Two Officers Complete CCSO’s First Basic Motor Operator School
DATE: May 16, 2019
Media Relations Office
CCSO Hosts First Ever Motor Operator School;
Two Officers Successfully Complete 80-Hour Program
On Friday, May 10, members of the CCSO Special Operations Division along with members of the Command Staff celebrated the graduation of two Traffic Operations Officers from the CCSO’s first ever Basic Motor Operator School. Corporal Terrell Hemsley and Corporal Ray Brooks successfully completed the rigorous 80-hour program, which was instructed by Sergeant Don Belfield and took place at Regency Furniture Stadium in White Plains.
Traditionally, officers were afforded the opportunity to participate in Basic Motor Operator School at other agencies throughout Maryland. This was the first year that the CCSO hosted its own course. The program, which was coordinated and executed by Sgt. Belfield and certified through the Maryland Police and Corrections Training Commission (MPCTC), included 80 hours of rigorous exercises. The officers were required to complete 16 different cone courses, off-road riding, a controlled fall, emergency braking, a long ride of over 200 miles, nighttime riding, and negotiating hills, to name a few. Upon completing Basic Motor Operator School, these officers will now join the ranks of others who participate in ceremonial
escorts, presentations, and traffic enforcement.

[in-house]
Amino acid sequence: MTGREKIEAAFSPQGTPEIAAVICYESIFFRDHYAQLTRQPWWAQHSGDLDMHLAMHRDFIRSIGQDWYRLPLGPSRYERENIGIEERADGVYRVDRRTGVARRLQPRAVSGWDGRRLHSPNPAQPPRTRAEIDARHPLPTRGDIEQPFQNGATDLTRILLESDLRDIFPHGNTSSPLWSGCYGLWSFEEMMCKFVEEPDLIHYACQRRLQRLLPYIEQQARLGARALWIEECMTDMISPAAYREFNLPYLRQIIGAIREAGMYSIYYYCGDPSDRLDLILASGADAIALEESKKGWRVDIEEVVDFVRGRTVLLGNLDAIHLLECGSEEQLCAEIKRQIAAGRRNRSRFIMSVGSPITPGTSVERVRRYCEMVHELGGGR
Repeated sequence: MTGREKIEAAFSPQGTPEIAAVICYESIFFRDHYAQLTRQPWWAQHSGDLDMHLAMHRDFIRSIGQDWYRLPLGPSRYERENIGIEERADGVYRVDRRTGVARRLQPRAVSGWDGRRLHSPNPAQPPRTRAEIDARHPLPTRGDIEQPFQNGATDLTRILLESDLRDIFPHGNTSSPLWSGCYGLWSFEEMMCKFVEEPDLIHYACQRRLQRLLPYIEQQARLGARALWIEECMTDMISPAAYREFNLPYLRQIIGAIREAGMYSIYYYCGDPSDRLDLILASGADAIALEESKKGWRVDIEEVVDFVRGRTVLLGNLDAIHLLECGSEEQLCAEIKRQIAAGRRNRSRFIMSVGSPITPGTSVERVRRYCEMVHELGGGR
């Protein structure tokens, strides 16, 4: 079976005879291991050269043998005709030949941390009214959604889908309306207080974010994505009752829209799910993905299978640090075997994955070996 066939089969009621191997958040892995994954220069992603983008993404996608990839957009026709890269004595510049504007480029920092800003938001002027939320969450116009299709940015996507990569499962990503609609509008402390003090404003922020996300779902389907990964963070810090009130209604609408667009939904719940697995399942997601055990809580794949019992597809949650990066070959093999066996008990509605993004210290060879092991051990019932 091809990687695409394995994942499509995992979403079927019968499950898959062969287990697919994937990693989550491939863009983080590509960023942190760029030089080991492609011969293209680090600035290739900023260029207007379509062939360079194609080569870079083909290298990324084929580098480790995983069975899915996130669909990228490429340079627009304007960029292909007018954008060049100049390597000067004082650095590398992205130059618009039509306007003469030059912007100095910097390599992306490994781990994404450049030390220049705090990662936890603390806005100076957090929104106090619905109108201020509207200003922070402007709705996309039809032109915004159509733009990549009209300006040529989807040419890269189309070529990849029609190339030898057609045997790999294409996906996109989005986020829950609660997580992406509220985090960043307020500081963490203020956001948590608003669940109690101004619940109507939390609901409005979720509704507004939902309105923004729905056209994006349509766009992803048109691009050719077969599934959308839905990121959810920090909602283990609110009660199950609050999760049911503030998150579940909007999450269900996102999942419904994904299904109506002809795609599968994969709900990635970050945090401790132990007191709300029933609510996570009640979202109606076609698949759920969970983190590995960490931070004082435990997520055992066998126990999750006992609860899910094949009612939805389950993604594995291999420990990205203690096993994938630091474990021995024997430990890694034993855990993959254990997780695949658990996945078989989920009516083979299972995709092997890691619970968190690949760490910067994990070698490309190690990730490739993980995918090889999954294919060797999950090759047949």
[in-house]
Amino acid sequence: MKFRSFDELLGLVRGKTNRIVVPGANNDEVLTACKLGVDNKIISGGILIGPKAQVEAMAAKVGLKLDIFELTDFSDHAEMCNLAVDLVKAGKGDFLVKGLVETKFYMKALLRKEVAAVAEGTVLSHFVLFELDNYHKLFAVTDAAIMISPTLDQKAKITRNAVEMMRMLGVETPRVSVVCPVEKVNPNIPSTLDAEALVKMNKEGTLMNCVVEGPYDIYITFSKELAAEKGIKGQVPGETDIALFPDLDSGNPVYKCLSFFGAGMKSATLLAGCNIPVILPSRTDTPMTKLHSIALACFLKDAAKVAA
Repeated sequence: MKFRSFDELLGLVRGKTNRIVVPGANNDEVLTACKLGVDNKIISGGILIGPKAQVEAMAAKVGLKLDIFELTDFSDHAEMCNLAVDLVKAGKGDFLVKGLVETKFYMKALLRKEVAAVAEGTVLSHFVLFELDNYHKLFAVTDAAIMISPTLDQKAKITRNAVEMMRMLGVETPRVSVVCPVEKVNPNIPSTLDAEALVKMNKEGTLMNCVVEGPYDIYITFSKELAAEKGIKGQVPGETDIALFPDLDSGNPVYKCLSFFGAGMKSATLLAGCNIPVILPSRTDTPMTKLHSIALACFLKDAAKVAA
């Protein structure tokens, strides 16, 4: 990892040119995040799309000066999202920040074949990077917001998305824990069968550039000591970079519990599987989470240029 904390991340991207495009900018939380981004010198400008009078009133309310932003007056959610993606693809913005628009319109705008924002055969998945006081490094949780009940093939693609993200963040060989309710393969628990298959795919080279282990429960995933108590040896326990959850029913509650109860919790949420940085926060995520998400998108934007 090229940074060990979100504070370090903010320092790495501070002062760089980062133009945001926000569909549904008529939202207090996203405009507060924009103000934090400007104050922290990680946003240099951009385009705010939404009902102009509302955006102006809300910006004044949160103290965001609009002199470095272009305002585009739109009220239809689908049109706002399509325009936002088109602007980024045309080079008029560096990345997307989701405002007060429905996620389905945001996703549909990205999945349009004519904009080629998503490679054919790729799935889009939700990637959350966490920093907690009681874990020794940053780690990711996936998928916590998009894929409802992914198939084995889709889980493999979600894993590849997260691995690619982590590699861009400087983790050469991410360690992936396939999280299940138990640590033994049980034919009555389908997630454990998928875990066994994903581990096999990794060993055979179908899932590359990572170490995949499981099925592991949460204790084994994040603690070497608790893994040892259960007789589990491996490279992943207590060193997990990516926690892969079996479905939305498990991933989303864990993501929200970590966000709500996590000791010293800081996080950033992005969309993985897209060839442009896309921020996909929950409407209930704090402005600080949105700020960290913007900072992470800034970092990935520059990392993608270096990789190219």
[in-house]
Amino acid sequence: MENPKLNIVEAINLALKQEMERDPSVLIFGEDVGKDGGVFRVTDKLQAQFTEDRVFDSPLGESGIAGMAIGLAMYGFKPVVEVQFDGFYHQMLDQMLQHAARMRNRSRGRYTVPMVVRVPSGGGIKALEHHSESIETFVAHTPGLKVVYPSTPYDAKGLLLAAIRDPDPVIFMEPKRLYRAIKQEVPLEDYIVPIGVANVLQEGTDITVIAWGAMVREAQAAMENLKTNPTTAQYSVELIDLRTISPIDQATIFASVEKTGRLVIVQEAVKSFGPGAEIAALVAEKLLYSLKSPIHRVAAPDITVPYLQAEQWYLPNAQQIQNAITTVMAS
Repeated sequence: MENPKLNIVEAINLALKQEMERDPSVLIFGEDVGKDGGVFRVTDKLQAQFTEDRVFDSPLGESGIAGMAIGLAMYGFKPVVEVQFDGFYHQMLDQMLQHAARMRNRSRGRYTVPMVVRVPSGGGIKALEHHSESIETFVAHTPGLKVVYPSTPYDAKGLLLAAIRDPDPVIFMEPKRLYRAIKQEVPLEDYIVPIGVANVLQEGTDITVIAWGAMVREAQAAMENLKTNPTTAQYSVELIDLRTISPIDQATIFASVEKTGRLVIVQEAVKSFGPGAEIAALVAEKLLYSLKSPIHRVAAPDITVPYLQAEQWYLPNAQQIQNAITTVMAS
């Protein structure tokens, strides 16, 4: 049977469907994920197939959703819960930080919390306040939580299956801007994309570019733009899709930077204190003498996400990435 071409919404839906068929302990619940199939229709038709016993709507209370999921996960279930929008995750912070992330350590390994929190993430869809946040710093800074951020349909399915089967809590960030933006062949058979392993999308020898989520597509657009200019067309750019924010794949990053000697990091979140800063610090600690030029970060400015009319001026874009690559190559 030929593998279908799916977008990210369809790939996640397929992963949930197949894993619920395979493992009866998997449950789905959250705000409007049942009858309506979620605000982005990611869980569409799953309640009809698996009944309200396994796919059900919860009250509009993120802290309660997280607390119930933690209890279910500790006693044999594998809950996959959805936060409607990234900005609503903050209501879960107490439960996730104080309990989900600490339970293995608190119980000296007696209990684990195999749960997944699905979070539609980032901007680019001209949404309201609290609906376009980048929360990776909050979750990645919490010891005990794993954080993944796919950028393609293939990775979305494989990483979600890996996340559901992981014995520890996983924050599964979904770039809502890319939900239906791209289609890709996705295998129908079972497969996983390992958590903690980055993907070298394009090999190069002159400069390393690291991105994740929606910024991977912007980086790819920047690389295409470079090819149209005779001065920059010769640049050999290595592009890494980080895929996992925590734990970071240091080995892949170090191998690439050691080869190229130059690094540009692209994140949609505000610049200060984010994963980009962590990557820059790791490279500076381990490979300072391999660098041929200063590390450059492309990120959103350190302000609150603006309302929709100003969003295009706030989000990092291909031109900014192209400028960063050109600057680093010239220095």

At the graduation ceremony, Special Operations Section Commander Lt. Rey Aportadera commended Cpl. Hemsley and Cpl. Brooks for completing the intensive training as well as Sgt. Belfield for his dedication to making the program possible here in Charles County. “This strenuous program takes a great deal of determination and skill to complete, and we are proud that our officers were able to achieve that,” said Lt. Aportadera. “Sgt. Belfield and his motors expertise are invaluable to our Agency. We are grateful for the work he did in putting this program together.”
Charles County Crime Solvers offers rewards of up to $1,000 for information that leads to the arrest or indictment of a person responsible for a crime in Charles County. All individuals who provide tips through Crime Solvers will remain anonymous. Anyone with information about an unsolved crime or the location of a fugitive may contact Charles County Crime Solvers by calling 1-866-411-TIPS. Tips can also be submitted online at www.charlescountycrimesolvers.com or by using the P3Intel mobile app, which can be found in the Android Store and Apple store by searching “P3tips.”
The Charles County Sheriff’s Office is a full-service law enforcement agency comprised of more than 600 police, corrections and civilian personnel responsible for protecting more than 150,000 residents. The CCSO was accredited by the Commission on the Accreditation of Law Enforcement Agencies (CALEA) in 2001 has been designated as a CALEA Gold Standard of Excellence agency since 2011. Established in 1658, the CCSO is one of the oldest law enforcement agencies in the United States. For more information, visit www.ccso.us.